First Aid for Snake Bites

Knowing proper first aid for snake bites can help save a life. Snakes live around most of the world and can be poisonous or non-poisonous. Unless you happen to research snakes, however, odds are good that you won't know the difference between a poisonous and non-poisonous snake during an emergency. This is why it's so important to know the proper procedure for dealing with a snake bite.

There are many myths when it comes to snake bites. The biggest one is the old, "suck the venom out" routine. Though effective suction devices can be found in snake bite kits, the human mouth does not do a good enough job sucking venom to make any real difference. So unless you happen to be a snake expert stranded on a desert island with someone who has jut been bitten by a poisonous snake, don't try to suck any venom out of the wound.

First Aid for Snake Bites

  1. Identify. If a snake bite occurs, quickly try to identify the snake. Never try to capture the snake, this usually just leads to further bites. But do try to get a good look at the snake so you can identify it on a visual chart.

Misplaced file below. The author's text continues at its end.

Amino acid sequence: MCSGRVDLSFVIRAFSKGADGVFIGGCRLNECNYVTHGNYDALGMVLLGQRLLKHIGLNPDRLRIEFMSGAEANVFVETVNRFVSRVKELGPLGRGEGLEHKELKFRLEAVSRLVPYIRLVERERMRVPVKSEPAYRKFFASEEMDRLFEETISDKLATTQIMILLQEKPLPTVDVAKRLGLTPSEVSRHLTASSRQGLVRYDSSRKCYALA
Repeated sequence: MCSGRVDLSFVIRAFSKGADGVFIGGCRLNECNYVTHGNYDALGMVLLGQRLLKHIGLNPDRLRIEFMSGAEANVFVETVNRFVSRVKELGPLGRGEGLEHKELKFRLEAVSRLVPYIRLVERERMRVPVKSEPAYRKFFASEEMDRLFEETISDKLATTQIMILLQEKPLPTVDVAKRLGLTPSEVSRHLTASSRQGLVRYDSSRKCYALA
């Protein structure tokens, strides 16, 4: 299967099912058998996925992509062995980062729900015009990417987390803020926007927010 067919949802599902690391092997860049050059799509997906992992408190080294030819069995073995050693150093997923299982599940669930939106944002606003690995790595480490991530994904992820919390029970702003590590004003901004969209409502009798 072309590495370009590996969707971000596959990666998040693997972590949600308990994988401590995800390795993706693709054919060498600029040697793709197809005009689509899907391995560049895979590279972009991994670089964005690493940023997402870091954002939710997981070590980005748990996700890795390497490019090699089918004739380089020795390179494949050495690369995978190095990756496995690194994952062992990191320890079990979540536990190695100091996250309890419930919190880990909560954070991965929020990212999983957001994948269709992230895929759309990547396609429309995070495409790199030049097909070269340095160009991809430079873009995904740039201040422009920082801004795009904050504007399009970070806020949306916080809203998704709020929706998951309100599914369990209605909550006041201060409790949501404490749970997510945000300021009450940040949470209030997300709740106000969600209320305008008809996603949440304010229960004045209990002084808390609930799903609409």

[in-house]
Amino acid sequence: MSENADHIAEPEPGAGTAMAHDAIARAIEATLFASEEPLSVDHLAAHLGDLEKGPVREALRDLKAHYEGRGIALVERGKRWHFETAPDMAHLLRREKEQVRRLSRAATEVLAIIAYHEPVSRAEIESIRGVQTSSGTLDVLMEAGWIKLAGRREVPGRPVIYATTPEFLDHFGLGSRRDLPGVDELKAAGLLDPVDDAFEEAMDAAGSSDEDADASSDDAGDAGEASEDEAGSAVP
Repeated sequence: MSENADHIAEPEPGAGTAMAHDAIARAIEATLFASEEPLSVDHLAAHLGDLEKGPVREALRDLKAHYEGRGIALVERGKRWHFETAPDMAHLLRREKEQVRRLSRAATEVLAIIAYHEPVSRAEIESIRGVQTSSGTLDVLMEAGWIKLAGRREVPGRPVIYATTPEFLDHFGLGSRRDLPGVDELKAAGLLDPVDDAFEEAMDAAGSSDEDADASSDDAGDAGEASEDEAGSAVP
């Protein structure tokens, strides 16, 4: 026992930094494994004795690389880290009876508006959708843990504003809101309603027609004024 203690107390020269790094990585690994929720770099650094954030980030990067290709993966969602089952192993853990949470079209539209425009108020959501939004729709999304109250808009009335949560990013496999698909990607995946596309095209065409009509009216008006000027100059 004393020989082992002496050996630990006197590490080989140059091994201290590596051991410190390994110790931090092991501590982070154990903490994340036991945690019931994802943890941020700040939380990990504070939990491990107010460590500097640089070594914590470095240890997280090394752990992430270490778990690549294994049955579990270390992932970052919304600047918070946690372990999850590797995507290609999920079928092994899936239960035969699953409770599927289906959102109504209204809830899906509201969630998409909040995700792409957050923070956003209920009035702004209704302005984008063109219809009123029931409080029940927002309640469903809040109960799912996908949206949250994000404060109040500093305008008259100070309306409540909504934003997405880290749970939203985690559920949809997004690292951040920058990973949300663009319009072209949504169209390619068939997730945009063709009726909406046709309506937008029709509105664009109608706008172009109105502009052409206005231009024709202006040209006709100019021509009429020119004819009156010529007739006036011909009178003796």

1. Immobilize. It's important for any snake bite victim to remain calm both mentally and physically. You want to try to immobilize the area with the bite to reduce the amount of venom seeping into your system.
  1. Remove. Remove any tight fitting jewelry or clothing around the snake bite area. Poisonous snake bites can swell very quickly, and a tight item may seriously restrict blood flow and end up having to be cut off.
  1. Seek.  If you receive a snake bite, it's important to seek medical attention immediately. A doctor will be able to help you determine if the snake was poisonous or not thru your visual identification, an examination of the bite marks and laboratory blood results.

Snake Bite Treatment
If you are bitten by a snake, there are usually a couple of different treatments recommended. Depending on the snake, you may need an injection of anti-venom to help destroy the poison in your system. You may also need a tetanus shot as a preventative measure. You're doctor may prescribe antibiotics if there is concern about infection or pain relievers if you are experiencing pain.

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